madras high court

Madras High Court: In an appeal filed against the order rejecting the grant of patent and set aside the same and consequently direct grant of the patent in respect of the appellant’s application Senthilkumar Ramamoorthy, J. while setting aside the impugned order, said that it is unsustainable and remanded the matter for reconsideration on the following terms:

  • To preclude the possibility of pre-determination, an officer other than the officer who issued the impugned order shall undertake such re-consideration.

  • After providing a reasonable opportunity to the appellant, a reasoned decision shall be issued within a period of three months from the date of receipt of a copy of this order.

The appellant filed a divisional application for a grant of patent for the invention titled “Aluminum Trihydrate Particles”. According to the appellant, this was a divisional application in relation to the application which was filed on 21-06-2007. By First Examination Report (‘FER’) dated 20-02-2020, objections were raised on the grounds of insufficiency of disclosure and lack of clarity and conciseness.

The appellant submitted that the Controller concluded that the application does not fulfil the requirements of Section 16 of the Patents Act, 1970, without providing any reasons in support of the conclusion. In support of the contention that the application qualifies as a divisional application, appellant relied upon the written opinion of the International Searching Authority (ISA) in respect of the corresponding PCT application. He pointed out that the ISA concluded that the application contains four separate inventive concepts, and that the application does not meet the requirements of unity of invention. Since the impugned order is completely unreasoned, the said order is liable to be set aside, and the matter remanded for re-consideration.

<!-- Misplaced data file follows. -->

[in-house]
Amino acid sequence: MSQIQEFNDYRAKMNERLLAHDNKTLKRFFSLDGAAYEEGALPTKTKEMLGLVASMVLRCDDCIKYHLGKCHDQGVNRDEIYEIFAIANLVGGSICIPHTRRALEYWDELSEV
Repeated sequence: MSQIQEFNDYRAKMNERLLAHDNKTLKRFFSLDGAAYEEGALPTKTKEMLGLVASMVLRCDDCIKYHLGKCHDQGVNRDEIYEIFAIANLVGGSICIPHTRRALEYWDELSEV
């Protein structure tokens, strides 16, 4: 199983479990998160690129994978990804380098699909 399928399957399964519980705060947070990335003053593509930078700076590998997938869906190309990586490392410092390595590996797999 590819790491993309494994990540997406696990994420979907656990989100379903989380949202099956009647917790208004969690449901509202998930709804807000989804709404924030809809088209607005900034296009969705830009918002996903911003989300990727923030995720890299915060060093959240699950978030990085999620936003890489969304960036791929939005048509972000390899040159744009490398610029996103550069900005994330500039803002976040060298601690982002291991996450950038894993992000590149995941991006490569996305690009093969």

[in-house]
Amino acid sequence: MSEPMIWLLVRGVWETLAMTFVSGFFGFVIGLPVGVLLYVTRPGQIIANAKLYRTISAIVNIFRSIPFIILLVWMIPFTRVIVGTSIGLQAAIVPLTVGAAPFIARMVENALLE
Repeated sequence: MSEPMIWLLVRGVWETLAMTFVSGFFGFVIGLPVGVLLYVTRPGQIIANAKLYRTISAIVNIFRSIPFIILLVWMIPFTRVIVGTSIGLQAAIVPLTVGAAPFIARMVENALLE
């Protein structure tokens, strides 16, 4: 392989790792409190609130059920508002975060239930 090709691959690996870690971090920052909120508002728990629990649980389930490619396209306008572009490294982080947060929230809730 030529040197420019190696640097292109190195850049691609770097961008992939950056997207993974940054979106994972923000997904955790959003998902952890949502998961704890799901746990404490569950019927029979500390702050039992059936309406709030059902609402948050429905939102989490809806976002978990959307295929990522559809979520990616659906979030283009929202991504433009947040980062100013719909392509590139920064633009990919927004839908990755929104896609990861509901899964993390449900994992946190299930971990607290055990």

The Controller submitted that the appellant’s claims relate to both surface area and pore volume. Therefore, it is submitted that the complete specification does not disclose more than one invention. Section 2(1)(j) of the Patents Act and pointed out that the requirements specified therein should be satisfied to conclude that an application consists of more than one invention and that, therefore, a divisional application may be filed in respect thereof. Further, disclosures by the appellant of the complete specification are insufficient for enabling a person skilled in the art to prepare ATH particles. Therefore, the requirements of Section 10(4) of the Patents Act are not satisfied.

After examining the impugned order, the Court said that while drawing the conclusion that the application does not fulfil the requirements of Section 16, the respondent has merely referred to the objections raised in the hearing notice. In the hearing notice, the respondent records that the parent application does not contain more than one invention and that the features cited in the divisional application overlap with the features claimed in the parent application. The basis for the said conclusions are not recorded.

Moreover, the Court noted that the appellant referred to the written opinion of the ISA and to the conclusion therein that four separate concepts of invention are contained in the PCT application and that it does not meet the requirements of unity of invention. These contentions were also raised in the written submissions of the appellant, but the respondent failed to engage with these contentions and record reasons for rejecting the same. Similarly, as regards the hearing notice, the appellant has responded to the same in its written submissions, and the said response has not been dealt with while recording the conclusion that the appellant did not reply in that respect.

Thus, the Court set aside the impugned order.

Advocates who appeared in this case :

For Appellant: Advocate S. Shivathanu Mohan

For Respondent: SPC M. Karthikeyan

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